Barbara Zaha is a Justmeans staff writer for Social Enterprise because of her passionate commitment to and knowledge of not-for-profit organizations and social enterprises. As an accomplished writer and not-for-profit consultant specializing in integrated communications, comprehensive strategies and development. she has served both local and national organizations as well as held various leadershi...
Kiva: Unity to Alleviate Poverty
Since its inception in 2005, Kiva, a non-profit organization developed to support entrepreneurs in poverty stricken regions around the world, has raised an astounding $100 million. Kiva, which is Swahili for "unity" or "agreement," was the first on-line micro-lending platform. In five short years, it has had a remarkable number of such firsts. Its mission is to connect people through microlending to impel productivity and entrepreneurship, enhancing the quality of the lives of borrowers as well as improving the overall well-being of their local community. Kiva is literally "changing the world, one loan at a time."
Co-founded by Matt and Jessica Flannery, Kiva partners with microfinance institutions and individual lenders from around the world via their website. At the time the trend-setting organization was founded, Matt and Jessica were only 28 and 27 years-old, respectively. Premal Shah, who now serves as President of the non-profit, previously worked at PayPal, the mechanism used to channel funds to those in need. Pay Pal provides Kiva with payment processing at no cost, a unique relationship PayPal originally applied only to Kiva.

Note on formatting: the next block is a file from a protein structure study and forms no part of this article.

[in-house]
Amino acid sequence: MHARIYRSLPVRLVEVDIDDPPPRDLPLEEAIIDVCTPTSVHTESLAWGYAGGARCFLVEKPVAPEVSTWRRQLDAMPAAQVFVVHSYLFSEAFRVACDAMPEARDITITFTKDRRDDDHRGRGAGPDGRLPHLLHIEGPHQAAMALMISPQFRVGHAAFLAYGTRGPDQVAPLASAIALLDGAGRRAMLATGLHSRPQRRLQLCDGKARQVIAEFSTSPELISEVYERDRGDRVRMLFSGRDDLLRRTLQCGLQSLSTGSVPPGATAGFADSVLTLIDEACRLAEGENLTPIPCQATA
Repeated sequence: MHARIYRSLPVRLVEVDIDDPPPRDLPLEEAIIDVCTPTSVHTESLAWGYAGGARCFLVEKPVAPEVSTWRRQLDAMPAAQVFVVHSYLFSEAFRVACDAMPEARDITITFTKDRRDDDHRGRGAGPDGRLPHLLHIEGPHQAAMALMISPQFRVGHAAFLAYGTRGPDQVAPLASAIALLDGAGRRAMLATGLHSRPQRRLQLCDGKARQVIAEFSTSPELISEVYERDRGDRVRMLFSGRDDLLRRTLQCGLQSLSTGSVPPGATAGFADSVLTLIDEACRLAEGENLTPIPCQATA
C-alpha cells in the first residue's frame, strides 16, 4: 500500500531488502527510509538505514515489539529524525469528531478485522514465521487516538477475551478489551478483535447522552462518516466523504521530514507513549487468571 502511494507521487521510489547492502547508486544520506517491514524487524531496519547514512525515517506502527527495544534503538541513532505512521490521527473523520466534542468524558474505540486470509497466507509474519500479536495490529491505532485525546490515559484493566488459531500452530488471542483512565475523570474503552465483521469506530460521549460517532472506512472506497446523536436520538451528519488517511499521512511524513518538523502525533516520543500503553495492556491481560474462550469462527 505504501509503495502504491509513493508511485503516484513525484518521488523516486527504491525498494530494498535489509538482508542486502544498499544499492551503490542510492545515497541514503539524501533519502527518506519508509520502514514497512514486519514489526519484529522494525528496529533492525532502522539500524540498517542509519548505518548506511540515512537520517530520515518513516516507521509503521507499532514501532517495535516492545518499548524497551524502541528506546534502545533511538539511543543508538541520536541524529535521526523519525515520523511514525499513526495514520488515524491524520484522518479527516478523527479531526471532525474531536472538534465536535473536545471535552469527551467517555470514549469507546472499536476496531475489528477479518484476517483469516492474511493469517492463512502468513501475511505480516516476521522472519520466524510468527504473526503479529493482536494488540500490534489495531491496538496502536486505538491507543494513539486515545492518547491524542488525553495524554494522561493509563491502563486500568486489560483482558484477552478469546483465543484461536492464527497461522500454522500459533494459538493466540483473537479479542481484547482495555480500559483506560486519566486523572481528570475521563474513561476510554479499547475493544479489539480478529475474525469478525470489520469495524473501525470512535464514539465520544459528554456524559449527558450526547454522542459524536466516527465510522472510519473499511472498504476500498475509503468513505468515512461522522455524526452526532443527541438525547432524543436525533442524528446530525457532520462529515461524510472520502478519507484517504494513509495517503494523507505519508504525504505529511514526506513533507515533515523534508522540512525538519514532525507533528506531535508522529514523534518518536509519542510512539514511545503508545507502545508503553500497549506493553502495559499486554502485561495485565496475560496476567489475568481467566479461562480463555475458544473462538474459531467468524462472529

Kiva was founded on basic principles of human nature, born of the following beliefs: people are generous by nature, willing to help others if given the opportunity to do so in a transparent, accountable way; poor people are highly motivated and can be very successful when provided opportunity; and, life-changing relationships that transcend financial transactions can be easily established by connecting people, thus building a global community expressed by mutual support and encouragement of one another. Through this process of connecting generous people with motivated "entrepreneurs" Kiva promotes dignity and accountability in a transparent format, namely their website, which also serves as an open platform for worldwide communication and exchange.
With a very modest minimum loan amount of $25, microlenders can be institutions or individuals. There is no interest charged or earned in the ingeniously simple microfinancing process. Virtually anyone with a desire to make a positive impact in the lives of others and an e-mail address can become a microlender. This peer-to-peer lending approach is truly unique, encouraging a real connection, a relationship, to evolve which surpasses a typical financial transaction. Kiva has amplified the concept of a global community by fostering personal connections that breed greater understanding and cooperation.